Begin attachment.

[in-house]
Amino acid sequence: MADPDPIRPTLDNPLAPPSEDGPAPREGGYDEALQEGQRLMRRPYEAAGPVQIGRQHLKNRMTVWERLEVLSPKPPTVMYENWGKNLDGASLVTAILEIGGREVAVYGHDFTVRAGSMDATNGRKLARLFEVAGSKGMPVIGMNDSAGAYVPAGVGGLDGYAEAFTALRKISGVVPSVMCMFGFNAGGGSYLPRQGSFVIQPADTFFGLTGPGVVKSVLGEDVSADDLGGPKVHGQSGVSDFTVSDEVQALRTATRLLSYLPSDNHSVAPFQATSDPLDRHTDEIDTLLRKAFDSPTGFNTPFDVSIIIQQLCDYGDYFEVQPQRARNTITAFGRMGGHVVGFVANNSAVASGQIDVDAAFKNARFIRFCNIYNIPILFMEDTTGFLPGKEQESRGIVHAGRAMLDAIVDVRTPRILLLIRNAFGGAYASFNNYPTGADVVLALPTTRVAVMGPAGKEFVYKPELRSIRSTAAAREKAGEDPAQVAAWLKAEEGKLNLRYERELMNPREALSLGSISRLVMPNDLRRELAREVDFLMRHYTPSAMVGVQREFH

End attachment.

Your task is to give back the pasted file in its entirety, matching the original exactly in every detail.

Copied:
[in-house]
Amino acid sequence: MADPDPIRPTLDNPLAPPSEDGPAPREGGYDEALQEGQRLMRRPYEAAGPVQIGRQHLKNRMTVWERLEVLSPKPPTVMYENWGKNLDGASLVTAILEIGGREVAVYGHDFTVRAGSMDATNGRKLARLFEVAGSKGMPVIGMNDSAGAYVPAGVGGLDGYAEAFTALRKISGVVPSVMCMFGFNAGGGSYLPRQGSFVIQPADTFFGLTGPGVVKSVLGEDVSADDLGGPKVHGQSGVSDFTVSDEVQALRTATRLLSYLPSDNHSVAPFQATSDPLDRHTDEIDTLLRKAFDSPTGFNTPFDVSIIIQQLCDYGDYFEVQPQRARNTITAFGRMGGHVVGFVANNSAVASGQIDVDAAFKNARFIRFCNIYNIPILFMEDTTGFLPGKEQESRGIVHAGRAMLDAIVDVRTPRILLLIRNAFGGAYASFNNYPTGADVVLALPTTRVAVMGPAGKEFVYKPELRSIRSTAAAREKAGEDPAQVAAWLKAEEGKLNLRYERELMNPREALSLGSISRLVMPNDLRRELAREVDFLMRHYTPSAMVGVQREFH